A Catholic priest, Gnecchi-Soldo Organtino, had Gracia's remains gathered from the Hosokawa mansion and buried them in a cemetery in Sakai. Later, her remains were moved to Sōzenji, a temple in Osaka. Gracia also shares a grave with Tadaoki at Kōtō-in, a sub-temple of Daitoku-ji.[further explanation needed]

In historical fictionEdit

Gracia frequently appears as a character in Japanese historical fiction, both novels and drama. One website lists her as a character in over 40 stage dramas, movies, TV dramas, etc., from 1887 to 2006.[citation needed] She is also frequently referred to in popular writing or talks on the history of the period. A work that has been translated into English is Ayako Miura's novel, Hosokawa Garasha Fujin (English title: Lady Gracia: a Samurai Wife's Love, Strife and Faith), which follows history fairly closely.

James Clavell used Gracia as the model for the character of Mariko Toda in his novel Shōgun.[3] Additionally Clavell gave the Japanese wife of Vasco Rodrigues (whose Japanese name was Nyan-nyan) the baptismal name Gracia. This book was later adapted for television as a miniseries in 1980 where Mariko was portrayed by Japanese actress Yoko Shimada, who had previously portrayed Gracia in the 1978 Japanese Taiga Drama series Ōgon no Hibi. Elements of Mariko's story follow Gracia's quite closely, although the manner of her death is different (Mariko threatens to commits suicide if she is not allowed to leave Osaka Castle and is then killed in a raid on her compound, thereby her death served the original purpose as her threatened suicide, enraging the other hostages) and the two characters do not fundamentally have anything in common.

Hosokawa Gracia is one of the main characters in the 1981 movie Samurai Reincarnation.

In musicEdit

  • Mulier fortis cuius pretium de ultimis finibus sive Gratia Regni Tango Regina exantlatis pro Christo aerumnis clara was composed by the Austrian composer Johann Bernhard Staudt in 1698.[4]
  • Hosokawa Grazia is a lyric opera in three acts, the first written in Japanese language. It was composed by the Italians missioner and musician don Vincenzo Cimatti. Represented as a lyric drama in words and songs in 1940, it was then written completely in music and played in the years 1960, 1965, 1966, 1967, 1989, 2004.[5]

Modern referencesEdit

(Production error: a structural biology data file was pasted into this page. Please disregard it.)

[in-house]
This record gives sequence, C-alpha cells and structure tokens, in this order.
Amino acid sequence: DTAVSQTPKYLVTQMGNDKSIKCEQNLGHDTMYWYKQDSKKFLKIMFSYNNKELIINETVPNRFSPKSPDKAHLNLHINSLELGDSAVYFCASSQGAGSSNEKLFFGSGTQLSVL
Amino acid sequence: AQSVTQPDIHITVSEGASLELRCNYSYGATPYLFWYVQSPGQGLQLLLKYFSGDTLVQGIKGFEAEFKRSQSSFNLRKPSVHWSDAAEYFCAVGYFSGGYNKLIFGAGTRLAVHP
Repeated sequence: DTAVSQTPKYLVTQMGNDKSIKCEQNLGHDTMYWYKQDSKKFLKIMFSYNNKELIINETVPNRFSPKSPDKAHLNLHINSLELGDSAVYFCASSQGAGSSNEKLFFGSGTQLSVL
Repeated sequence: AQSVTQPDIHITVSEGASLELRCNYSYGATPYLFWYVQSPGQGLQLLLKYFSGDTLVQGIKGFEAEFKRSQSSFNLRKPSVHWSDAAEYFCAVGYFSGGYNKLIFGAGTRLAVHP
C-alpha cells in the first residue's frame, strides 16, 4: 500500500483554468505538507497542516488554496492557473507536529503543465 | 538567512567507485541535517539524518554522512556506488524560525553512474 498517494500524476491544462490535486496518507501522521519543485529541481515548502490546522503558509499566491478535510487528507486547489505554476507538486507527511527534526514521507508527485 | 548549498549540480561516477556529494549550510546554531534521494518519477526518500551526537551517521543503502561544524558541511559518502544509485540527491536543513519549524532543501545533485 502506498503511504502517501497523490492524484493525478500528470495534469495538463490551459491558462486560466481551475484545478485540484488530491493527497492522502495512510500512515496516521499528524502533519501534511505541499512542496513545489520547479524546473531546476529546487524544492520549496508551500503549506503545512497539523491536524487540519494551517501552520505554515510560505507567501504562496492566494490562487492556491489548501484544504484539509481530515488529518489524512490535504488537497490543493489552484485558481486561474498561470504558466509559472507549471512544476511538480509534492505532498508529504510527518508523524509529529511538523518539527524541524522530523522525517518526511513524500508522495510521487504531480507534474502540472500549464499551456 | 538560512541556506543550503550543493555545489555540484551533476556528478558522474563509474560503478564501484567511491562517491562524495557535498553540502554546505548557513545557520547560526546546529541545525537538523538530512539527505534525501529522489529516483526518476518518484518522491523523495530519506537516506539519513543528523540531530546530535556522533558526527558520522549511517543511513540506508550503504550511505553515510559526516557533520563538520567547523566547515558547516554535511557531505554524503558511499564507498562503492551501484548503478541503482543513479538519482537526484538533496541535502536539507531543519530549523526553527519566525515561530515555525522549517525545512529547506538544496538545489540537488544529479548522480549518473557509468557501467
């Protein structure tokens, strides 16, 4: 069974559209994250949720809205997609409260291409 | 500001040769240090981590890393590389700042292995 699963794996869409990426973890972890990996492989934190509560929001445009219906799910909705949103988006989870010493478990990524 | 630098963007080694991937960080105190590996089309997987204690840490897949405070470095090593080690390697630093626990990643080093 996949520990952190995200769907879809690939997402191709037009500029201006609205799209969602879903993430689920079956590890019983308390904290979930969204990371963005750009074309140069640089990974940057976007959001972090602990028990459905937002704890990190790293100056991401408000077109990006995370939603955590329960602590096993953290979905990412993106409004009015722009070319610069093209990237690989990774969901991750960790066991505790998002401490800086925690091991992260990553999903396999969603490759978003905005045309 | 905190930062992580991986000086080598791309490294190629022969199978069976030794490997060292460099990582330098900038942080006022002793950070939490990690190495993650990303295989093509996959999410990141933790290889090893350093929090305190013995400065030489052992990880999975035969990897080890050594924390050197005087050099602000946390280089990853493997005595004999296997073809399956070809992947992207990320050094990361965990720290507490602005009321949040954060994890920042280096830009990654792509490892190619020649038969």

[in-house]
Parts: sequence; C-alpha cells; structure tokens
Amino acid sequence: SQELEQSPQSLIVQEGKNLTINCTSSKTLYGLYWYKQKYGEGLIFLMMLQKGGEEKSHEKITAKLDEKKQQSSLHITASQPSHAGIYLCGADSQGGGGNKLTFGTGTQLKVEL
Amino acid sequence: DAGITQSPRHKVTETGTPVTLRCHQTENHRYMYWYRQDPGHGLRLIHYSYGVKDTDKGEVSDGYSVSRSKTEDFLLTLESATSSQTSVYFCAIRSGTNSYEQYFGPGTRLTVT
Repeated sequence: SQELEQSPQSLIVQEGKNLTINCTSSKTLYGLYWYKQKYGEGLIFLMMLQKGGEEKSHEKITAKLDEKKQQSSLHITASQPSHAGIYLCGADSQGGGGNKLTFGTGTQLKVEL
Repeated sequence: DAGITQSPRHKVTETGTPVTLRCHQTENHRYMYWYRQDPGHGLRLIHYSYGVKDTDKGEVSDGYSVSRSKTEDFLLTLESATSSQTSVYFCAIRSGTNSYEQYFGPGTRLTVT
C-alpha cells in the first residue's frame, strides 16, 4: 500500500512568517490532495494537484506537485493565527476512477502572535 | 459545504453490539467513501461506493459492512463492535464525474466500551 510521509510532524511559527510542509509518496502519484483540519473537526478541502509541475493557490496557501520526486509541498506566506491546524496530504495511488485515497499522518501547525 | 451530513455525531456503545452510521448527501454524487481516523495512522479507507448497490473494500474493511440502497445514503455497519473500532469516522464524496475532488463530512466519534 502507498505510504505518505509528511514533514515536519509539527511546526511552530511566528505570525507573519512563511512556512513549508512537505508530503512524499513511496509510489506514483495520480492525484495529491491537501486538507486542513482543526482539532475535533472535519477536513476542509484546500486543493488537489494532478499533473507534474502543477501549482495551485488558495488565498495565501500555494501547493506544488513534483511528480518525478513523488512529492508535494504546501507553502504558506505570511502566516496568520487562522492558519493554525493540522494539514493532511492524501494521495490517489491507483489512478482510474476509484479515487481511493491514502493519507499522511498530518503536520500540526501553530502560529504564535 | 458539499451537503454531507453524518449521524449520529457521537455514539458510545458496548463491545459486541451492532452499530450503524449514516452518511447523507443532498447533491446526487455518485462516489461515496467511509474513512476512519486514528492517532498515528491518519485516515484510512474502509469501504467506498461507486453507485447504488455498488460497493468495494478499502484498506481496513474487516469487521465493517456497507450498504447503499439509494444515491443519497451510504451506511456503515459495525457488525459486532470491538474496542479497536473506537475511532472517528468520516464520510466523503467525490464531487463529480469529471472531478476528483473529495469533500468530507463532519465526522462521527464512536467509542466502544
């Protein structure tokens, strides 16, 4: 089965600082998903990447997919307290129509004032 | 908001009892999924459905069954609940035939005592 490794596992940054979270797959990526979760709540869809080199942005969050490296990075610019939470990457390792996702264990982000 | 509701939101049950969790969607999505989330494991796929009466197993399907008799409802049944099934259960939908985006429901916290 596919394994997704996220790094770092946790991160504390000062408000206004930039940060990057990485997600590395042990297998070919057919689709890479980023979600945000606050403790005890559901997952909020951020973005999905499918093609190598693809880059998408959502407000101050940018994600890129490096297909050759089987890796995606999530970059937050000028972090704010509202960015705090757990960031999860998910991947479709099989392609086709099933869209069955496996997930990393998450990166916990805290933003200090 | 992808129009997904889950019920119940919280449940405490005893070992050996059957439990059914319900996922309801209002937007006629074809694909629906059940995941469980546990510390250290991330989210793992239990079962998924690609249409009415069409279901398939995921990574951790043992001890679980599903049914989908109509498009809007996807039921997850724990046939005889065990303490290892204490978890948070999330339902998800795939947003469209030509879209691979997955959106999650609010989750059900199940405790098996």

Gracia appears as a playable character in Koei's Samurai Warriors series starting on Samurai Warriors 2 Xtreme Legends. She is also playable in Warriors Orochi 3.[6] She is a playable character in the post-credit story mode of Pokémon Conquest (Pokémon + Nobunaga's Ambition in Japan), with her partner Pokémon being Gothorita and Gothitelle.[7] She is an ancestor of Japan's former Prime-minister Morihiro Hosokawa.[8]

The city of Nagaokakyō, Kyoto host the Garasha Festival every November.


The emblem (mon) of the Hosokawa clan
  1. ^ Nussbaum, Louis-Frédéric. (2005). "Hosokawa Gracia" in Japan Encyclopedia, p. 358; 細川ガラシャ at Nihon jinmei daijiten; retrieved 2013-5-29.
  2. ^ 中西信男 (1983). 関ケ原合戦の人間関係学: 歷史心理学から見た家康の性格 (in Japanese). 新人物往来社.
  3. ^ Bernstein, Paul (13 September 1981). "Making of a Literary Shogun". The New York Times. Retrieved 15 March 2018.
  4. ^ Johann Bernhard Staudt (1698). Mulier fortis cuius pretium de ultimis finibus sive Gratia Regni Tango Regina exantlatis pro Christo aerumnis clara. Europeana Collections (in Latin). Viennae: Typis Leopoldi Voigt Universitatis Typogr. Retrieved 15 January 2021.
  5. ^ "HOSOKAWA GRAZIA, in "Bollettino Salesiano"". Biesseonline.sdb.org (in Italian). October 2004. Retrieved 17 March 2016.
  6. ^ "Warriors Orochi 3 Character List – Koei Warriors". Koei Warriors. Archived from the original on 8 January 2012. Retrieved 2 January 2012.
  7. ^ "Gracia + Munna – Pokemon Conquest Characters". Pokemon. Retrieved 17 June 2012.
  8. ^ Harry Burton-Lewis. "The Christian Year in Review : Significant Events of 1992". Nirc.nanzan-u.ac.jp. Retrieved 15 October 2017.

Further readingEdit

  • J. Laures, Two Japanese Christian Heroes, Rutland, VT: Bridgeway Press Books, 1959.
  • Charles Ralph Boxer, "Hosokawa Tadaoki and the Jesuits, 1587–1645" in Portuguese Merchants and Missionaries in Feudal Japan, 1543–1640, by Variorum Reprints (1986), ISBN 978-0860781806